U.S. Coast Guard Academy in 1995 in New London, Conn.

U.S. Coast Guard Academy in 1995 in New London, Conn. (U.S. Coast Guard)

WASHINGTON – A previously undisclosed investigation into alleged sexual abuse at the U.S. Coast Guard Academy uncovered a history of rapes, assaults and other misconduct being ignored or covered up by high-ranking service officials, a news report on Friday revealed.

Operation Fouled Anchor was an investigation launched in 2014 after the Coast Guard Investigative Service, or CGIS, became aware of a sexual assault allegation that happened at the service’s academy in Connecticut, a Coast Guard spokesperson said Friday in a statement.

“The alleged assault occurred years earlier and the matter had been mishandled,” the Coast Guard spokesperson said. “In response, CGIS commenced a broad investigation that followed up on all leads related to sexual assaults that were alleged to have occurred between 1988 and 2006.”

Coast Guard officials informally briefed senators on the Commerce, Science and Transportation Committee within the last week about Operation Fouled Anchor, two senators on the committee wrote in a letter dated Friday to Adm. Linda Fagan, commandant of the Coast Guard.

The internal investigation by the Coast Guard ran until 2020 and identified 62 substantiated incidents of rape, sexual assault and sexual harassment that occurred at the academy in New London, Conn., or by academy cadets, according to the letter from Sens. Maria Cantwell, D-Wash., and Tammy Baldwin, D-Wisc.

“This information is disturbing,” the senators wrote.

The senators questioned why the report had been kept secret, including from members of Congress with oversight authority over the Coast Guard, which the Commerce, Science and Transportation Committee has. Cantwell is the chairwoman of the committee and Baldwin is a chairwoman of a subpanel of the committee.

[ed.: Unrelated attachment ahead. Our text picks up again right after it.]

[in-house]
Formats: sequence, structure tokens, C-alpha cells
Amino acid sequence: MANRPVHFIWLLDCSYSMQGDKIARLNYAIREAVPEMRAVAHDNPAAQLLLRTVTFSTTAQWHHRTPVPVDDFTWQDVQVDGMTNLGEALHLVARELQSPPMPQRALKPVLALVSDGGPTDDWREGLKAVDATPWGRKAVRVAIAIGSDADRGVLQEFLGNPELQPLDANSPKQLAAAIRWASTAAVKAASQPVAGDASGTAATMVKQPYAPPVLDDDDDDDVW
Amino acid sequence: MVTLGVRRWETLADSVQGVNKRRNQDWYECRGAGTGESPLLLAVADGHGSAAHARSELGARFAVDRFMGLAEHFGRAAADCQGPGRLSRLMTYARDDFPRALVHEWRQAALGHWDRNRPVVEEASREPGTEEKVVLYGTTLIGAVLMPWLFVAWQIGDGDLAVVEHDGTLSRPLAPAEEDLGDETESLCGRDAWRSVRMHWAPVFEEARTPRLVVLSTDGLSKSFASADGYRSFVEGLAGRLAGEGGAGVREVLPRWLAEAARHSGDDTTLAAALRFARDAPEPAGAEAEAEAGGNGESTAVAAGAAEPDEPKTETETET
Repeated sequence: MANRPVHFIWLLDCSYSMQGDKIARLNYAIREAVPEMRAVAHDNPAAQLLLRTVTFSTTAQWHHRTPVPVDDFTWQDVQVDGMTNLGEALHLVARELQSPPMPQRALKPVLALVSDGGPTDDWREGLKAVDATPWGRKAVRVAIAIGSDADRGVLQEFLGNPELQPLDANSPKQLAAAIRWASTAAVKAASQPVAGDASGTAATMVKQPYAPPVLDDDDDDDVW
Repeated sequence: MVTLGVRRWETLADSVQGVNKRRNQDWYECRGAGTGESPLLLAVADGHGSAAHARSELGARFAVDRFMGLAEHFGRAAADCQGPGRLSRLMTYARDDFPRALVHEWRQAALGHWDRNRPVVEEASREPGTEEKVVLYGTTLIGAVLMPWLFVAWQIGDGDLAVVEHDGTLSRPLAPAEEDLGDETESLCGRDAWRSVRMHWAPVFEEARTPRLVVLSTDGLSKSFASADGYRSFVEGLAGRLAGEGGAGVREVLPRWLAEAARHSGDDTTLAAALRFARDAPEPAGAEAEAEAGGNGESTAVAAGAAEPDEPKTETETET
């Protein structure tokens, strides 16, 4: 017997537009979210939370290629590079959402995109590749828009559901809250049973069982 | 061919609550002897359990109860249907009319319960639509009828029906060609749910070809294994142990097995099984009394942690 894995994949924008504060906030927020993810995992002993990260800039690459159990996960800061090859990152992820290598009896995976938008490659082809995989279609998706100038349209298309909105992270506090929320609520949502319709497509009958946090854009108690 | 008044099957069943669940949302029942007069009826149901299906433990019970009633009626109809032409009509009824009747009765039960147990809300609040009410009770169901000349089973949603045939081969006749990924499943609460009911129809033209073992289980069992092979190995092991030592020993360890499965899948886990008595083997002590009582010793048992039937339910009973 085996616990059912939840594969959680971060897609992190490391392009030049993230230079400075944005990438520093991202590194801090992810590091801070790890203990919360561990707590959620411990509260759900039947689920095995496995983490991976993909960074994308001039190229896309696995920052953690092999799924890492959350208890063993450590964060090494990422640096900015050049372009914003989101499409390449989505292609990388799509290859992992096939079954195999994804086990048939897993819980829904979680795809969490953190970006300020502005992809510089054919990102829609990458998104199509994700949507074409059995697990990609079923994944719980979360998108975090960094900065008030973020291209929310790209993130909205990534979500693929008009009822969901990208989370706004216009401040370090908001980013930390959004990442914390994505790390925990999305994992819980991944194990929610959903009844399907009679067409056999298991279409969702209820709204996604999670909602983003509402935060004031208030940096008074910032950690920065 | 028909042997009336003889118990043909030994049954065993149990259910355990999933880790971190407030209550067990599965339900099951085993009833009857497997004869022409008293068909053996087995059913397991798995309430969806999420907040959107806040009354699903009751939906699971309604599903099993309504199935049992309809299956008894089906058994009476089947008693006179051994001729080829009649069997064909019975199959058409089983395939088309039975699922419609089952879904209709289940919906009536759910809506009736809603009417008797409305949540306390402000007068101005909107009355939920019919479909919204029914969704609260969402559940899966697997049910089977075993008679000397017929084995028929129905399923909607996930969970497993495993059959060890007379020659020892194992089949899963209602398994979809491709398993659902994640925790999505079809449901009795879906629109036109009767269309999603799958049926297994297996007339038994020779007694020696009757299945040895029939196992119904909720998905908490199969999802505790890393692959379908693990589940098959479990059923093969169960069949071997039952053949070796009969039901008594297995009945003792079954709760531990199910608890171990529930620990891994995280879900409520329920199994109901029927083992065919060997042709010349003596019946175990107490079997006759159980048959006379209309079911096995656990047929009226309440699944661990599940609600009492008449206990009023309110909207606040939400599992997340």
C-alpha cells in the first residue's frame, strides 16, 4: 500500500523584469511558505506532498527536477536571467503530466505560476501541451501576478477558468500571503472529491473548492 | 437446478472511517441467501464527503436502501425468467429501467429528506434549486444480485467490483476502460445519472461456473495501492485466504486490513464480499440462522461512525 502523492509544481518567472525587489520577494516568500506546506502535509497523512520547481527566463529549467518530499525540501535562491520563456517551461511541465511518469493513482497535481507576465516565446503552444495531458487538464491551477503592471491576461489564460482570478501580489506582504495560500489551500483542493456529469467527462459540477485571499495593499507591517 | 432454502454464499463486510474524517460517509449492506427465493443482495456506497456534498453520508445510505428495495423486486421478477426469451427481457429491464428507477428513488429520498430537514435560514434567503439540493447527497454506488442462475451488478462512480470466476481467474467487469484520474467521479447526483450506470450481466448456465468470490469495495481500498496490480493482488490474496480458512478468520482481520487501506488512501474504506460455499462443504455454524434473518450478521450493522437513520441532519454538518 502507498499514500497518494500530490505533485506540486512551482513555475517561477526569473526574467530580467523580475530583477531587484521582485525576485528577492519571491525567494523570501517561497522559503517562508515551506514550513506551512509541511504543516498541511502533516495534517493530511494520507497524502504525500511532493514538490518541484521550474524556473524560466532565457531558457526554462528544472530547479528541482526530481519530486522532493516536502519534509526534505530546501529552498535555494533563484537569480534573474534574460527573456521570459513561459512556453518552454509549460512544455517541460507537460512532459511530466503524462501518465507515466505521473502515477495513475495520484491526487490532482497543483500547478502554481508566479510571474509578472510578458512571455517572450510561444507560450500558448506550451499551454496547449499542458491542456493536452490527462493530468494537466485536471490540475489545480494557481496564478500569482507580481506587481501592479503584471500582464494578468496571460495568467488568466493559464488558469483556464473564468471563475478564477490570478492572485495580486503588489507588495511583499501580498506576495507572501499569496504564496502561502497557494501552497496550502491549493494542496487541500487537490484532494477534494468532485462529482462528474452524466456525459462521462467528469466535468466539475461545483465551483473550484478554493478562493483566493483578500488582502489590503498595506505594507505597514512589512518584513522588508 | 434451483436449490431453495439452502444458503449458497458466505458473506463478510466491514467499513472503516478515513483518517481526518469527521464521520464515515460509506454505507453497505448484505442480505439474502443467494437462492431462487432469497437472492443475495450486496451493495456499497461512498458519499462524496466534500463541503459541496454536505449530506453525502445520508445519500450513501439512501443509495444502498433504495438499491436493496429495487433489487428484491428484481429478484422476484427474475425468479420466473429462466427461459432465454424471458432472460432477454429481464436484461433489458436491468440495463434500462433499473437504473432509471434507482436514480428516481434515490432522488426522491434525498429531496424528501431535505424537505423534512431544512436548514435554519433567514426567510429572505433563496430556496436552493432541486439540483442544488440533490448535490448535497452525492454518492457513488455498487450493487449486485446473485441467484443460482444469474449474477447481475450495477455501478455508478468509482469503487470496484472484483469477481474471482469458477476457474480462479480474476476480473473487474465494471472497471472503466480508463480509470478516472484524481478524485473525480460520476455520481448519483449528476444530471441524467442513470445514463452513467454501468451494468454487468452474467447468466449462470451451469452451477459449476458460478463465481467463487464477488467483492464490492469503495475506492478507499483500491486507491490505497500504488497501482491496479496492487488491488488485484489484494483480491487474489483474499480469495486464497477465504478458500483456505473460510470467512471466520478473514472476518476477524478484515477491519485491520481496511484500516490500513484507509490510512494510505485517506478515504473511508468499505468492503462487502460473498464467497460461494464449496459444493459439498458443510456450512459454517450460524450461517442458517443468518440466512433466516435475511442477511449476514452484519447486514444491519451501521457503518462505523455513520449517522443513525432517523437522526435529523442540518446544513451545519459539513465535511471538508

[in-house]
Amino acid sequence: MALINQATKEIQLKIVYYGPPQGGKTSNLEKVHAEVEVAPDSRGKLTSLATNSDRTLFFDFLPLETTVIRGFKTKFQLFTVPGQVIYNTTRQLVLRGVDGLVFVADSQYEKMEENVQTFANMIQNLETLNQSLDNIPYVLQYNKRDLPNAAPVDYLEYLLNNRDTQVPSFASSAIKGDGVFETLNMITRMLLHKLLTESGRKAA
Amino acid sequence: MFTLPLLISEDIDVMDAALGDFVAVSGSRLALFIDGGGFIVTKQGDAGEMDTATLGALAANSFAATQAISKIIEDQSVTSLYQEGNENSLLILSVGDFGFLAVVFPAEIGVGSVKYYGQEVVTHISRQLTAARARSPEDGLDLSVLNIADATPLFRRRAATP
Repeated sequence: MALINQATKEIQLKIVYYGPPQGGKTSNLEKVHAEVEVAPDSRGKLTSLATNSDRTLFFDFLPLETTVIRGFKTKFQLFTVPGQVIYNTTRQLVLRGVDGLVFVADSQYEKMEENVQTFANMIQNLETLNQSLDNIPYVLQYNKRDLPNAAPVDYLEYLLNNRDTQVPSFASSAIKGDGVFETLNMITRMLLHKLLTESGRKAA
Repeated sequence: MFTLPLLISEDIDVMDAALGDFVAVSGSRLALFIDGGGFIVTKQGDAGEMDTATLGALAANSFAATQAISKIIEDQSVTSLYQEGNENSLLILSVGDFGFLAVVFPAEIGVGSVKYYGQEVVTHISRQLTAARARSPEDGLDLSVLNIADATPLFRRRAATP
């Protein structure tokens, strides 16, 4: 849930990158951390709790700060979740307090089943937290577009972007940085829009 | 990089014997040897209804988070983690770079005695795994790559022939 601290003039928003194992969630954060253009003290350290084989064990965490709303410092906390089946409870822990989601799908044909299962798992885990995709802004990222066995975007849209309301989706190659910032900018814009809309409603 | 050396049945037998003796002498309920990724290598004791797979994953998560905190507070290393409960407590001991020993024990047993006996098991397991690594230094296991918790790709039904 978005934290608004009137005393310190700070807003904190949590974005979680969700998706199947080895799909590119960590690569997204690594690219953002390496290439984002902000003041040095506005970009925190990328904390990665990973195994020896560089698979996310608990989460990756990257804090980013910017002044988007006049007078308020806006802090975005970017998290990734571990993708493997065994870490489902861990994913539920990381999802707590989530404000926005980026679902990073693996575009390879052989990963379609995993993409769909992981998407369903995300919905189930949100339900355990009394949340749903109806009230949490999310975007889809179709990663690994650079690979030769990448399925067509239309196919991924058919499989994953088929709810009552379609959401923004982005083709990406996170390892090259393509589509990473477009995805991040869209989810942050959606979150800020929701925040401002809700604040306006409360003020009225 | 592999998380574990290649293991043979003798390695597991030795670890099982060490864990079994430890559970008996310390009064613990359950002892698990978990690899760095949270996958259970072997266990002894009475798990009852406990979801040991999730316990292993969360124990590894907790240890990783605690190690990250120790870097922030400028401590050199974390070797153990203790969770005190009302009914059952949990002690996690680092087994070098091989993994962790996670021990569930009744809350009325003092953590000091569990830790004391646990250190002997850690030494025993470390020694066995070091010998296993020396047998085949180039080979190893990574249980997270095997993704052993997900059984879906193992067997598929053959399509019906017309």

The senators wrote in the letter that the committee is seeking additional information “to determine if the Coast Guard complied with the law and to inform potential legislative actions.”

Besides all related documents, they are seeking answers to questions, including whether any individuals with substantiated claims are now employed by the Department of Homeland Security, including the Coast Guard, and whether they have security clearances.

Despite findings of wrongdoing against academy officials and former students, Operation Fouled Anchor was quietly closed by Coast Guard leaders, many of whom worked or studied alongside alleged perpetrators, according to the CNN report.

“This investigation made clear that the [school’s] leadership was more concerned at that time about organizational and [the Coast Guard Academy’s] reputation than about the victims of crimes who were members of our service,” according to a 2019 draft of the Operation Fouled Anchor final report that CNN found.

The senators included other details in their letter about the report, including the service identified 42 individuals against whom there were substantiated claims of rape, sexual assault or sexual harassment but the service did not appropriately investigate the claims reported at the time and failed to pursue disciplinary action.

“According to the Coast Guard, as a result of the investigations, two officers were given the opportunity to retire as commanders and are still enjoying their full pensions and veteran's benefits,” the senators wrote. “It is unclear how many other officers had substantiated claims against them, were not disciplined, and remained in positions of leadership or management.”

The Coast Guard took actions after CGIS’s investigation to hold perpetrators accountable, as well as reaching out to victims and inviting them to in-person meetings to give them updates on their cases, according to the service’s statement.

The Coast Guard said the investigation was not widely disclosed and the service is committed to being more transparent, as well as owning past mistakes.

“The Coast Guard fully recognizes that, by not having taken appropriate action at the time of the sexual assaults, the Coast Guard may have further traumatized the victims, delayed access to their care and recovery, and prevented some cases from being referred to the military justice system for appropriate accountability. The Coast Guard owns this failure and apologizes to each of the victims and their loved ones,” the service spokesperson said.

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Matthew Adams covers the Defense Department at the Pentagon. His past reporting experience includes covering politics for The Dallas Morning News, Houston Chronicle and The News and Observer. He is based in Washington, D.C.

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